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##### Andy C.

University of Michigan - Ann Arbor

##### Marshall S.

University of Washington

##### Aspen F.

University of Sheffield

### Video Transcript

our question wants us to consider. Think you're P 22.16 which shows this light ray traveling around inside a slab of crown glass. So it says that the ray is incident on the surface at an angle of 55 degrees. So data a one is 55 degrees with the normal, and it reflects from point A to B to C for party. It says, at which of these points is the part of the rate enter the air. Okay, so the, um, first thing we can do is figure out all the different angles. So since data a one is equal to 55 degrees and we can use the law of refraction, which states that beta 8th 1 is equal to beta a two Okay, so the triangle A e b. And the figure would have to add up to equal 180 degrees, which would mean that they ate too, plus they to be one. And then there's a right angle there, so that would be 90 degrees. So plus 90 degrees has to equal 180. So if we saw for there to be one, we find that this is equal to 90 degrees, 180 minus. And I need just 90. This is 90 degrees minus data A two which we found any 55 degrees. So if you carried out it out this expression we find that data et tu is equal. Excuse me, They'd be one is equal to a 35 degrees. But again, using the law of refraction, they'd be one has to be equal today to be too. So they did. B two is also equal to 35 degrees. All right, we'll get a new page going here. So now that we know they to be too, we can use the fact that the triangle B C. D. Adds up to 180 degrees to find they to see one. So they should be too. Plus data. See one. Well, since there's also a right triangle, this has to be plus 90 degrees is equal to 1 80 or they had a C one is equal to 90 degrees minus stated. Be one excuse me minus stay to be too. Since we played in 35 degrees for theta. Be too. We find that this is equal to 55 degrees and again using the law every fraction. This is equal to fade A C two. So the expression which gives the relationship between the critical angle and the refractive index, is given by sign they. Then this is the critical angle. Angle will call this see um CR for critical. So this sign of the critical angle is equal to the index of refraction of air to the index of refraction of glass. So, therefore, the critical angle. Fate. A CR is equal to the inverse sine of ratio of the index refraction of air two, the index of refraction of glass. Carrying out this expression, we find that this angle is equal to 41.14 degrees. So if the angle of incident is less than this angle, it can travel through. But if it's greater than this angle, it can't travel through. And since data see one and data see, two are equal to 55 degrees and they do a one and data a tour equal to 55 degrees. Those were both greater than the critical angle. So let's start a new page here, so the critical angle is less than data. A one and a, too. So we'll just call that data, eh? And it's also less sand. They had a C one of beat they to see to the only thing the critical angle is greater than is. They'd be one and a two b two, which will call for you to be, Uh, therefore, the ray will enter the air at point D. So we'll say this is for par. A ray enters air at point be. We can go ahead and box all this and is their solution for part a part B is it? The glass slab is surrounded by carbon. Don't fuselage. It's an heir. At what point does Ray enter the flute? Few silly. Well, since the, uh, index of refraction of the carbon excuse me, not diffuse late carbon die sulfide. Since the index of refraction of carbon die sulfide is 1.6 to 8, that is greater than glass. So our reasoning here is since the index every fraction of the carbon die soulful eight, which will disc all see, is greater than the index every fraction of the glass. Therefore, it's going to enter at all of those because the critical angle is gonna be large enough for all of us. So we say thus enters carbon So fight. Yeah, a be and see which weakened boxing is their solution for part B.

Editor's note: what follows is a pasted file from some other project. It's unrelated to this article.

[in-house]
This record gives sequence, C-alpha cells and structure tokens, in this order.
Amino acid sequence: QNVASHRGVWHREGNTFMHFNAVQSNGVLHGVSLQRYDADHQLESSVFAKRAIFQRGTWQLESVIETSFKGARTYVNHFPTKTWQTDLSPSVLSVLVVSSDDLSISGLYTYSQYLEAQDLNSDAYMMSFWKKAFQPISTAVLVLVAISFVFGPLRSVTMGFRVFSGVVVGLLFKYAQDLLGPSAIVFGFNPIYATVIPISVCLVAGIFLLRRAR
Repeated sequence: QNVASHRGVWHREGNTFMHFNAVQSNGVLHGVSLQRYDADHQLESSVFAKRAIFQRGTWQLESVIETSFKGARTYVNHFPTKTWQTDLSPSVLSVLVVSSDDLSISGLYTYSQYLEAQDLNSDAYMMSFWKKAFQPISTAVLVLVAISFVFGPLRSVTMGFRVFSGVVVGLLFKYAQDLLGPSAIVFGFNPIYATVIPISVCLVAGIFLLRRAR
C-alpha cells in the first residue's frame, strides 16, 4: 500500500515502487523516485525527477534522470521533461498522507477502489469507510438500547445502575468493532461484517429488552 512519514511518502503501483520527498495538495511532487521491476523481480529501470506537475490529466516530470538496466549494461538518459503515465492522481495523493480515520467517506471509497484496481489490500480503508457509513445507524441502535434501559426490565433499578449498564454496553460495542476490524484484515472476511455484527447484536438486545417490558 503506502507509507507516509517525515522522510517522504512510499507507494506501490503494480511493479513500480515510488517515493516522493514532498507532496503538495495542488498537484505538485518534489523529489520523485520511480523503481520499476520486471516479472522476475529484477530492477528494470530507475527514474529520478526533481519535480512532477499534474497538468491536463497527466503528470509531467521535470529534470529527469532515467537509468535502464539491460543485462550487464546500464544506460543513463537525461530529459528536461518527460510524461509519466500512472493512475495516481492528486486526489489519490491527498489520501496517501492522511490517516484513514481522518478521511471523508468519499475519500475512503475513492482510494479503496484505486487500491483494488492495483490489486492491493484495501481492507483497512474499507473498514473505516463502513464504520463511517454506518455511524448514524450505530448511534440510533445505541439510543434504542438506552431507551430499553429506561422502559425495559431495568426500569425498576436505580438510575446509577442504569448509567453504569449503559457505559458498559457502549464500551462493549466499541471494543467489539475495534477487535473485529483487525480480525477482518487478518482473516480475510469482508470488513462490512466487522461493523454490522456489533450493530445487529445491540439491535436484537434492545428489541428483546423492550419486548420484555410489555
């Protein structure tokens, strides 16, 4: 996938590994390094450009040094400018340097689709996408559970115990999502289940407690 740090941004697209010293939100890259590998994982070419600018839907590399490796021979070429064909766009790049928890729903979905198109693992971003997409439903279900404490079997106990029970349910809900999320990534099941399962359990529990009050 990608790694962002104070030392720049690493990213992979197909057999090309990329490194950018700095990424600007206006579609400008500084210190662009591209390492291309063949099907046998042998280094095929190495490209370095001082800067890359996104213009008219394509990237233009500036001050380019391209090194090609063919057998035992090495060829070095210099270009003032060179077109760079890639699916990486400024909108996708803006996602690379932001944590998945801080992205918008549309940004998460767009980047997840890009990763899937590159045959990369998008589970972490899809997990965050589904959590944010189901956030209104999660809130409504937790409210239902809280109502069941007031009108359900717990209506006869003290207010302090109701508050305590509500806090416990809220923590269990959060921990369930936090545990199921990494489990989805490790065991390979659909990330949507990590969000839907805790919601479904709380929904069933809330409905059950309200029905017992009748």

University of Kansas
##### Andy C.

University of Michigan - Ann Arbor

##### Marshall S.

University of Washington

##### Aspen F.

University of Sheffield